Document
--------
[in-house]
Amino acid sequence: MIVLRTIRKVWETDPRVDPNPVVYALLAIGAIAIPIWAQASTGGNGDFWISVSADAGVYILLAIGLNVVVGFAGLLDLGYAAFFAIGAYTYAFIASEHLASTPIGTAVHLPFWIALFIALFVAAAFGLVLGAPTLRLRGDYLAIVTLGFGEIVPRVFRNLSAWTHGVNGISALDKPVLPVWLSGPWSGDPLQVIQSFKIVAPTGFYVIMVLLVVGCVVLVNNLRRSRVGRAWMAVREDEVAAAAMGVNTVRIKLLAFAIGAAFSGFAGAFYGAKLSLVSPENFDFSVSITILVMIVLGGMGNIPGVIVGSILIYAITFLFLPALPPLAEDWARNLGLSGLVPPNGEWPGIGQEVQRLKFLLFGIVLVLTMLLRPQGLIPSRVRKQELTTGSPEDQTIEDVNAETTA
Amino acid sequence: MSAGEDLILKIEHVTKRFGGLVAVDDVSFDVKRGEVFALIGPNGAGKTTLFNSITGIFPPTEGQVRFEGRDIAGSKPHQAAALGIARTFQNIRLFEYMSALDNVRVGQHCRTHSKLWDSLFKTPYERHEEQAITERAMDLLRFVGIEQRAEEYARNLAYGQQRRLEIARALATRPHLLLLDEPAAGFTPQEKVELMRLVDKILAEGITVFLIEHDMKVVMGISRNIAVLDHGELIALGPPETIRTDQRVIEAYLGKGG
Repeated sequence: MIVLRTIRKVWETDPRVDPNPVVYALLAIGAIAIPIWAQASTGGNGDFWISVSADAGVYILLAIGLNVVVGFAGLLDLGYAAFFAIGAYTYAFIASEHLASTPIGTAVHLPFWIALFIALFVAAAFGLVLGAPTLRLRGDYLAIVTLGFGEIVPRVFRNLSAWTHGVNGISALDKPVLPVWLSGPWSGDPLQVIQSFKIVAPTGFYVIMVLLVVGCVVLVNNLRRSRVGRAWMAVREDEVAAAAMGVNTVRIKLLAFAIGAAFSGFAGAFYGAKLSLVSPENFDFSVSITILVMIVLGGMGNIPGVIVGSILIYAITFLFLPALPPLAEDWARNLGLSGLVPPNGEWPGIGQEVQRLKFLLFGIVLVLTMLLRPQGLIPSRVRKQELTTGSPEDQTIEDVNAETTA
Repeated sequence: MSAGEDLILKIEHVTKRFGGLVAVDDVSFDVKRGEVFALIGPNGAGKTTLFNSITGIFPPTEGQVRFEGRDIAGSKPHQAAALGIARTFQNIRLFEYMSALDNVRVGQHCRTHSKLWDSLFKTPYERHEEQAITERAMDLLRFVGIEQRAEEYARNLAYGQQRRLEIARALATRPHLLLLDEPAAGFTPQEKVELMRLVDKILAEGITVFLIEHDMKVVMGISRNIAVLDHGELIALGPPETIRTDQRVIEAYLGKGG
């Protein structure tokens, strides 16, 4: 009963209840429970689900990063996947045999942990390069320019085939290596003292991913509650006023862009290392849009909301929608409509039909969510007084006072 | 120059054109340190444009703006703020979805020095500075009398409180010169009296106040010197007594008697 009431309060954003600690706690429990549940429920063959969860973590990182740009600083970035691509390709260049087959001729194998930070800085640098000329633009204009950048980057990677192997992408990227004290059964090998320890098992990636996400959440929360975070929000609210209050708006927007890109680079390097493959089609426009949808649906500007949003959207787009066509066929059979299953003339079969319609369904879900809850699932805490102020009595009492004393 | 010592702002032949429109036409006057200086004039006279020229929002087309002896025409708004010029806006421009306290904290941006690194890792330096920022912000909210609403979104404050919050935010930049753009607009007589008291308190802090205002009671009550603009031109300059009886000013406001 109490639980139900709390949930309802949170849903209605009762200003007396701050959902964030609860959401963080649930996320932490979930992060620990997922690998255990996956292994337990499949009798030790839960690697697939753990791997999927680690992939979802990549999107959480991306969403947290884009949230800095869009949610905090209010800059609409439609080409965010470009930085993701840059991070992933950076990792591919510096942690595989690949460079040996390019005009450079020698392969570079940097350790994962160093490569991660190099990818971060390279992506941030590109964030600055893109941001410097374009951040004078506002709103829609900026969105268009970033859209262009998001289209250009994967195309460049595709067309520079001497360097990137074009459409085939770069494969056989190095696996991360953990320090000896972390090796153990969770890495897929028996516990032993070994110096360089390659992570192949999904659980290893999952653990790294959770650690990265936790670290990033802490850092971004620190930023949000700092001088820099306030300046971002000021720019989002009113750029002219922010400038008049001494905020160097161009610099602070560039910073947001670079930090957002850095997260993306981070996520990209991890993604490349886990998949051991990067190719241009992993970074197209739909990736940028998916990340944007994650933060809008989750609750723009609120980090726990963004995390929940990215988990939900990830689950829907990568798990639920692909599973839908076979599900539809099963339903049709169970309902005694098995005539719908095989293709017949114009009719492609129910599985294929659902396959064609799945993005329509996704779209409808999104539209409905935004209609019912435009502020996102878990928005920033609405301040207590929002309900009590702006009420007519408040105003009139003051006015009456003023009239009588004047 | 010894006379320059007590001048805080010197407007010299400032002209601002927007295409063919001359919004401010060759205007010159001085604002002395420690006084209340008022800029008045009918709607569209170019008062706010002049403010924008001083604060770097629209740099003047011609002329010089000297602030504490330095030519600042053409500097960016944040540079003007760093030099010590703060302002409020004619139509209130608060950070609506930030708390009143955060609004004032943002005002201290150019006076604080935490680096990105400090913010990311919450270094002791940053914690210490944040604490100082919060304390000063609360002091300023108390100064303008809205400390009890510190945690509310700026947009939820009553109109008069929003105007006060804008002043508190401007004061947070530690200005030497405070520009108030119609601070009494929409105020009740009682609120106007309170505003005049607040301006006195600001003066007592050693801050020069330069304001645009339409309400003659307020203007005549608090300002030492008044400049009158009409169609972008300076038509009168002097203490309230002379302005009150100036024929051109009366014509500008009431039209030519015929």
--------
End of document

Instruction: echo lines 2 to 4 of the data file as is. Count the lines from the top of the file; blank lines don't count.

Amino acid sequence: MIVLRTIRKVWETDPRVDPNPVVYALLAIGAIAIPIWAQASTGGNGDFWISVSADAGVYILLAIGLNVVVGFAGLLDLGYAAFFAIGAYTYAFIASEHLASTPIGTAVHLPFWIALFIALFVAAAFGLVLGAPTLRLRGDYLAIVTLGFGEIVPRVFRNLSAWTHGVNGISALDKPVLPVWLSGPWSGDPLQVIQSFKIVAPTGFYVIMVLLVVGCVVLVNNLRRSRVGRAWMAVREDEVAAAAMGVNTVRIKLLAFAIGAAFSGFAGAFYGAKLSLVSPENFDFSVSITILVMIVLGGMGNIPGVIVGSILIYAITFLFLPALPPLAEDWARNLGLSGLVPPNGEWPGIGQEVQRLKFLLFGIVLVLTMLLRPQGLIPSRVRKQELTTGSPEDQTIEDVNAETTA
Amino acid sequence: MSAGEDLILKIEHVTKRFGGLVAVDDVSFDVKRGEVFALIGPNGAGKTTLFNSITGIFPPTEGQVRFEGRDIAGSKPHQAAALGIARTFQNIRLFEYMSALDNVRVGQHCRTHSKLWDSLFKTPYERHEEQAITERAMDLLRFVGIEQRAEEYARNLAYGQQRRLEIARALATRPHLLLLDEPAAGFTPQEKVELMRLVDKILAEGITVFLIEHDMKVVMGISRNIAVLDHGELIALGPPETIRTDQRVIEAYLGKGG
Repeated sequence: MIVLRTIRKVWETDPRVDPNPVVYALLAIGAIAIPIWAQASTGGNGDFWISVSADAGVYILLAIGLNVVVGFAGLLDLGYAAFFAIGAYTYAFIASEHLASTPIGTAVHLPFWIALFIALFVAAAFGLVLGAPTLRLRGDYLAIVTLGFGEIVPRVFRNLSAWTHGVNGISALDKPVLPVWLSGPWSGDPLQVIQSFKIVAPTGFYVIMVLLVVGCVVLVNNLRRSRVGRAWMAVREDEVAAAAMGVNTVRIKLLAFAIGAAFSGFAGAFYGAKLSLVSPENFDFSVSITILVMIVLGGMGNIPGVIVGSILIYAITFLFLPALPPLAEDWARNLGLSGLVPPNGEWPGIGQEVQRLKFLLFGIVLVLTMLLRPQGLIPSRVRKQELTTGSPEDQTIEDVNAETTA